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Author Interviews
2:00 am
Fri November 23, 2012

'Unorthodox' Book Of 'Jewish Jocks' Puts Stereotypes Aside

American lightweight Benny Leonard, pictured in 1925, is remembered as one of boxing's greatest.
Topical Press Agency Getty Images

Originally published on Fri November 23, 2012 12:53 pm

There have been a number of books about great Jewish athletes, starring legendary baseball players like Sandy Koufax or Hank Greenberg, the "Hebrew Hammer." But a new book doesn't focus only on Jewish players — it looks at the myriad ways Jews have contributed to the American athletic landscape. Jewish Jocks: An Unorthodox Hall of Fame is a collection of essays compiled and edited by Franklin Foer and Marc Tracy of The New Republic magazine.

Foer and Tracy join NPR's Linda Wertheimer to discuss the rise of Jews in big-league sports.

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World
5:51 am
Thu November 22, 2012

Centenarian Rejects School's Offer, Teapot Returned

Transcript

RENEE MONTAGNE, HOST:

Good morning. I'm Renee Montagne. In Sweden, Anna Erickson got a letter accepting her into the local preschool. It had gone out to everyone in town born in '07. Great, except for one detail: Anna was born in 1907. So the 105-year-old won't be showing up to class. In New York, the elegant Waldorf-Astoria experienced a blast from the past this week when a man returned one of the hotel's silver-trimmed teapots, pilfered back in the 1930s. It's MORNING EDITION. Transcript provided by NPR, Copyright National Public Radio.

World
5:42 am
Thu November 22, 2012

Santa Denier Arrested In Kingston, Ontario

Transcript

LINDA WERTHEIMER, HOST:

Good morning. I'm Linda Wertheimer. Kingston, Ontario held its annual Santa Claus parade this past weekend. But Virginia, we are sad to report a Grinch was in attendance. As the Christmas-themed floats cruised down the street, a man began shouting, claiming that Santa Claus does not exist. Apparently, he had gotten into the Christmas spirits instead of the Christmas spirit. He was arrested for public intoxication. It's MORNING EDITION. Transcript provided by NPR, Copyright NPR.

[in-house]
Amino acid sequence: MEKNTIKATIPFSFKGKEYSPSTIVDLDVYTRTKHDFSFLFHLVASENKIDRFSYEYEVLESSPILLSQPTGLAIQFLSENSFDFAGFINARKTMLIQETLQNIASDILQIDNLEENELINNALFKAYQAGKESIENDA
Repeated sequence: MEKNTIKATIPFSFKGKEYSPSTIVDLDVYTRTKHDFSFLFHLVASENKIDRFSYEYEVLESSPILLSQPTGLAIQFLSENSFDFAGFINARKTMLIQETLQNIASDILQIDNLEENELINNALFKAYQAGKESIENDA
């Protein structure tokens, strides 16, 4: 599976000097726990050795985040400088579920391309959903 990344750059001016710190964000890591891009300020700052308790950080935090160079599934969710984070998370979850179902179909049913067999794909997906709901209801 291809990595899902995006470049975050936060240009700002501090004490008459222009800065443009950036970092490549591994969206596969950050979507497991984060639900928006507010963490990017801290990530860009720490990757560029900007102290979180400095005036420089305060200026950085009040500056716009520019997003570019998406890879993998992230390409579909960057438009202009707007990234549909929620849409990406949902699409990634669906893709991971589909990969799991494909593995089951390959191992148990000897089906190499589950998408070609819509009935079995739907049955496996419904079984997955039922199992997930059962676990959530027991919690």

Business
3:54 am
Thu November 22, 2012

Rich Jaroslovsky's Gadget Picks For 2012

Originally published on Thu November 22, 2012 2:54 pm

Transcript

LINDA WERTHEIMER, HOST:

As we charge into the holiday gift buying season, gadgets are usually near the top of many people's wish lists. Our regular technology commentator Rich Jaroslovsky of Bloomberg News tells us about his gadget picks for 2012.

Rich, thanks for joining us.

RICH JAROSLOVSKY: Thank you.

WERTHEIMER: First, Rich, let's look at the camera. It's an amazing little machine. It doesn't even vaguely look like a camera. It looks like it must be expensive and do lots of clever tricks?

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NPR Story
3:39 am
Thu November 22, 2012

Egypt's Morsi Praised For Cease-Fire As Talks Begin

In this image provided by Egyptian President Mohammed Morsi (right), Hamas leader Khaled Mashaal meets with Morsi at the Presidential Palace in Cairo on Sunday. Morsi has won praise for brokering the cease-fire agreement between Hamas and Israel.
AP

Originally published on Sun November 25, 2012 9:02 am

The cease-fire between Hamas and Israel has been a political boost for Egyptian President Mohammed Morsi. The Islamist leader spent hours in meetings and on the phone with world leaders, including President Obama, and got results: a cessation of violence that puts Egypt back on the international map. But Morsi faces a test Thursday night, when negotiations on the details begin.